The Critical Role Accelerant Detection Dogs Play in Forensic Investigations
January 18, 2016 | By: John Coull
Fire investigators take a systematic approach to understanding the science behind an incident, and one of the most powerful tools available to forensic experts analyzing the scene of a fire is a professionally-trained accelerant detection dog.
Accuracy and Efficiency is the Name of the Game
Accelerant detection dogs are trained to locate the residual scents of flammable substances, such as gasoline, diesel fuel, lamp oil, paint thinner and kerosene, that are often used as accelerants in cases of arson. The dog will sniff out and lead fire investigators to traces of unburned fuel so that samples can be taken from precise locations and then sent to a lab for analysis. Dogs can detect extremely low volumes of fire accelerants. They can find remnants of accelerants at fire scenes far more quickly and accurately than humans, at levels that are at and sometimes beyond the sensitivity of lab testing techniques and equipment.1
A canine unit’s involvement in a fire investigation brings incredible value to the file when it comes to cost and time efficiency. As experienced investigators and forensic engineers, we are certainly capable of analyzing burn patterns: deep charring, low burning areas of consumption, shapes and sizes of burn areas, and other factors for evaluating potential samples. We suspect there are accelerants in particular areas, and then take samples for the lab to test. But a dog trained in accelerant detection brings a whole new level of accuracy and efficiency to a fire scene investigation.
I have had the pleasure of working with Smoke, our resident accelerant detection dog here at Origin & Cause. He is one of only two accredited accelerant detection dogs in Canada, and he is an incredible forensic investigation tool. He will sweep an entire building, and based on smell he will tell me exactly where to collect samples for the lab. The end result is fewer and more accurate samples, and a far more time- and cost-effective investigation.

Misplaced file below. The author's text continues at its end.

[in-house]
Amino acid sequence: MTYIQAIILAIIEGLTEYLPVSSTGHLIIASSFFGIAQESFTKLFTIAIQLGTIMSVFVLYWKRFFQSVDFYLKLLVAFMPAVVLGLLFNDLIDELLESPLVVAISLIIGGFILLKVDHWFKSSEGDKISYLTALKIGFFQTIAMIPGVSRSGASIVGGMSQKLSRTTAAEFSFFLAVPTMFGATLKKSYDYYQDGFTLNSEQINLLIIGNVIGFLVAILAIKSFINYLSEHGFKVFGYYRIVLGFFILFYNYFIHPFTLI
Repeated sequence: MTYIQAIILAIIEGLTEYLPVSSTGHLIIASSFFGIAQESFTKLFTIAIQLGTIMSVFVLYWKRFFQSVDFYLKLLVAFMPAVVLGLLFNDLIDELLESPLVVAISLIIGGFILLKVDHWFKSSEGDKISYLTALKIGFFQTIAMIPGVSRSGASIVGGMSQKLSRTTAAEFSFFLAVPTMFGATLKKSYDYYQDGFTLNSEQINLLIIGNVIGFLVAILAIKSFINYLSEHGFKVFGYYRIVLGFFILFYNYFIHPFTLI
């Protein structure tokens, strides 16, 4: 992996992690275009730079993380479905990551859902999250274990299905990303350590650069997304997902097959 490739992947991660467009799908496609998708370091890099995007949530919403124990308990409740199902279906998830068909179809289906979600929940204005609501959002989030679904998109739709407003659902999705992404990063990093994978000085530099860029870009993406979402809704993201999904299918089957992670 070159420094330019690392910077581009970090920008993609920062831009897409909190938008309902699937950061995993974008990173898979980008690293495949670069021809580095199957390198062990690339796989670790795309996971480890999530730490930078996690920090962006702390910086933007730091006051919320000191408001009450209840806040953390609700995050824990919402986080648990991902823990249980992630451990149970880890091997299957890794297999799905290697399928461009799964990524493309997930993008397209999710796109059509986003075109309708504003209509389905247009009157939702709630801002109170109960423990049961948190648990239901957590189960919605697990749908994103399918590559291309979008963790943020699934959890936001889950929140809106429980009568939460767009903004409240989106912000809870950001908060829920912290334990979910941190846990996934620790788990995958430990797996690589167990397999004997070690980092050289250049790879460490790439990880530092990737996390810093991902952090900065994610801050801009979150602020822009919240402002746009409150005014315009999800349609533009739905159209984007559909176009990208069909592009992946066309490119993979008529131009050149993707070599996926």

A Superpower Sense of Smell
It is common knowledge that dogs have a keen sense of smell, but the actual degree of sensitivity is staggering. Smell is a dog’s primary sense, and it is 10,000 to 100,000 times more acute than ours.2 While that statistic alone is impressive, it is even more compelling to use analogies in comparison.
Analogy to vision: If you could see and recognize something 500 meters away, a dog could see and recognize the same object 5000 kilometers away.
Analogy to taste: If you could taste a teaspoon of sugar in your coffee, a dog could taste a teaspoon of sugar in over 3.5 million litres of water.
What makes dogs’ sense of smell so much more powerful than ours? For starters, they have 300 million olfactory receptors in their noses compared to our 6 million. And by comparison, the part of a dog’s brain dedicated to analyzing and processing odours is 40 times bigger than ours.2